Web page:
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7,000 Japanese sue over Atsugi jet noise

Neighbors seek $53 million in damages plus 12-hour overnight ban on military flights

By HANA KUSUMOTO AND TERI WEAVER | STARS AND STRIPES Published: May 15, 2008

Pacific edition, Thursday, May 15, 2008

A civil lawsuit hearing of more than 7,000 residents living near Naval Air Facility Atsugi seeking compensation from jet noise damages began Monday at Yokohama District Court, according to the plaintiffs.

Four residents gave statements in court Monday saying the "Japanese government hasn’t done anything when the noise is at the illegal level," and that "one won’t know how it is on the illegal level until one actually lives there," according to the secretary general of the plaintiffs’ group, Hideaki Saito.

The suit, the fourth of its kind by Atsugi area residents, seeks approximately 5.3 billion yen (about $53 million) in damages allegedly incurred over the past three years. The amount has increased since they filed the suit in December because the number of plaintiffs has increased by about 900, the plaintiffs said. Residents also want a ban on military flights between 8 p.m. and 8 a.m. and are demanding no flights of aircraft with engine noise exceeding 70 decibels at any time.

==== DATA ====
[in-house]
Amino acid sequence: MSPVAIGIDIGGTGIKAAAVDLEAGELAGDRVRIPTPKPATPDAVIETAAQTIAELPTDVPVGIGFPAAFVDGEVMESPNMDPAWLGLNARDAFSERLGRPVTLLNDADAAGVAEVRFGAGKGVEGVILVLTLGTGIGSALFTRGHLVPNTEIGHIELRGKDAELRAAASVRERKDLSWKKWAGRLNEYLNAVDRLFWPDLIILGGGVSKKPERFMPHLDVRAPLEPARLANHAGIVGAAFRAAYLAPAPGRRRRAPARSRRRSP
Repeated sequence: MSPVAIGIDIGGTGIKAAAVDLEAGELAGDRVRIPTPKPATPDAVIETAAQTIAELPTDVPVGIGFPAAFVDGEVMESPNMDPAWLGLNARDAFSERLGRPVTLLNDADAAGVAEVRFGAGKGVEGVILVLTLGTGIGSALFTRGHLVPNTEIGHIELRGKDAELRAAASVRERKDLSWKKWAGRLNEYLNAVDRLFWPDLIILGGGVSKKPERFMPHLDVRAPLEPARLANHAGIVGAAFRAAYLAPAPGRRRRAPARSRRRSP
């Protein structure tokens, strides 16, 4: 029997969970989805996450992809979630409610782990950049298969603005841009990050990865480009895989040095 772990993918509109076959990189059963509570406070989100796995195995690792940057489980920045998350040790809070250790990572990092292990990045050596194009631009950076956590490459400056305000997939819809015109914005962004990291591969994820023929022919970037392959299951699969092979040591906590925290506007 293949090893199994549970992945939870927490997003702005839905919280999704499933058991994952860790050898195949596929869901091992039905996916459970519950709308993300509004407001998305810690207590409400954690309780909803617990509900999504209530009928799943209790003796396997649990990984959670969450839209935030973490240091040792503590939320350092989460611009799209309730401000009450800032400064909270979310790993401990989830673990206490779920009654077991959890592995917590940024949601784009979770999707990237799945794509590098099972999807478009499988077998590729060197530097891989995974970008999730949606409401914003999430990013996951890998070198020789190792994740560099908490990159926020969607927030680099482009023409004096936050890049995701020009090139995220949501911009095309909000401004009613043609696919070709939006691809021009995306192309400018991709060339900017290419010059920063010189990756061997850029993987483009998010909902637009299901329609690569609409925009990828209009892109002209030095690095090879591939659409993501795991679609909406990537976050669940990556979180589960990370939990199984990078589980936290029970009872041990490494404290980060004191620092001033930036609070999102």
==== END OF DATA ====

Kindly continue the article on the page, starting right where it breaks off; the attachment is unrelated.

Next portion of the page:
Officials at South Kanto Defense Bureau, a local branch of the defense ministry that deals with U.S. military base issues, declined to comment because the hearing is ongoing.

However, Saito said, the Japanese government submitted a statement to the court claiming the lawsuit should be rejected since the levels are tolerable and the residents moved to the area knowing about the jet noise.

U.S. Navy officials at Atsugi were unable to respond by deadline.

The U.S. and Japanese governments agreed in May 2006 to relocate Atsugi-based Carrier Air Wing 5 squadrons to Marine Corps Air Station Iwakuni by 2014.

However, plaintiffs said they will continue to suffer until then and that there’s no guarantee that the noise will be reduced.

Ninety residents of Atsugi filed the first of the four lawsuits in 1976. The second suit was filed in 1984 by 161 residents. Damages for noise were awarded in both, but flight suspensions were ruled out.

In the third lawsuit, more than 4,900 residents were awarded a combined 4 billion yen (about $34.8 million at the time) for noise damages.

The next hearing is scheduled for July 30.


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